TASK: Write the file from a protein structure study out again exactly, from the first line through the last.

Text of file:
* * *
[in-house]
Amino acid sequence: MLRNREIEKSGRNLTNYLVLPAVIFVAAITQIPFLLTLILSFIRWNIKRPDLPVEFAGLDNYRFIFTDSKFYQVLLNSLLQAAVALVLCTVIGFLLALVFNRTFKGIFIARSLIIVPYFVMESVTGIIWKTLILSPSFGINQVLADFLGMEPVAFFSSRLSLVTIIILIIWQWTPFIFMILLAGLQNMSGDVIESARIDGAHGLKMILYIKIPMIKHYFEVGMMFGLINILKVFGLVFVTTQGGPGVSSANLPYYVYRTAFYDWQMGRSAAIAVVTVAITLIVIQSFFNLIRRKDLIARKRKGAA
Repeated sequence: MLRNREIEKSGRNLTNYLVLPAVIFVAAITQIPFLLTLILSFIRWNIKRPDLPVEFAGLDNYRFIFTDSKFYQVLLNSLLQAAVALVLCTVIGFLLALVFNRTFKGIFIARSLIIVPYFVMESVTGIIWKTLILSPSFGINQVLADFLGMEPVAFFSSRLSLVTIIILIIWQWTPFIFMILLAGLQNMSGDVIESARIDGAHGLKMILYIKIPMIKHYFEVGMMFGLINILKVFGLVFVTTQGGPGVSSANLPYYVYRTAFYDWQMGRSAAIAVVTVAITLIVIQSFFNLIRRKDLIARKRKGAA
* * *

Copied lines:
[in-house]
Amino acid sequence: MLRNREIEKSGRNLTNYLVLPAVIFVAAITQIPFLLTLILSFIRWNIKRPDLPVEFAGLDNYRFIFTDSKFYQVLLNSLLQAAVALVLCTVIGFLLALVFNRTFKGIFIARSLIIVPYFVMESVTGIIWKTLILSPSFGINQVLADFLGMEPVAFFSSRLSLVTIIILIIWQWTPFIFMILLAGLQNMSGDVIESARIDGAHGLKMILYIKIPMIKHYFEVGMMFGLINILKVFGLVFVTTQGGPGVSSANLPYYVYRTAFYDWQMGRSAAIAVVTVAITLIVIQSFFNLIRRKDLIARKRKGAA
Repeated sequence: MLRNREIEKSGRNLTNYLVLPAVIFVAAITQIPFLLTLILSFIRWNIKRPDLPVEFAGLDNYRFIFTDSKFYQVLLNSLLQAAVALVLCTVIGFLLALVFNRTFKGIFIARSLIIVPYFVMESVTGIIWKTLILSPSFGINQVLADFLGMEPVAFFSSRLSLVTIIILIIWQWTPFIFMILLAGLQNMSGDVIESARIDGAHGLKMILYIKIPMIKHYFEVGMMFGLINILKVFGLVFVTTQGGPGVSSANLPYYVYRTAFYDWQMGRSAAIAVVTVAITLIVIQSFFNLIRRKDLIARKRKGAA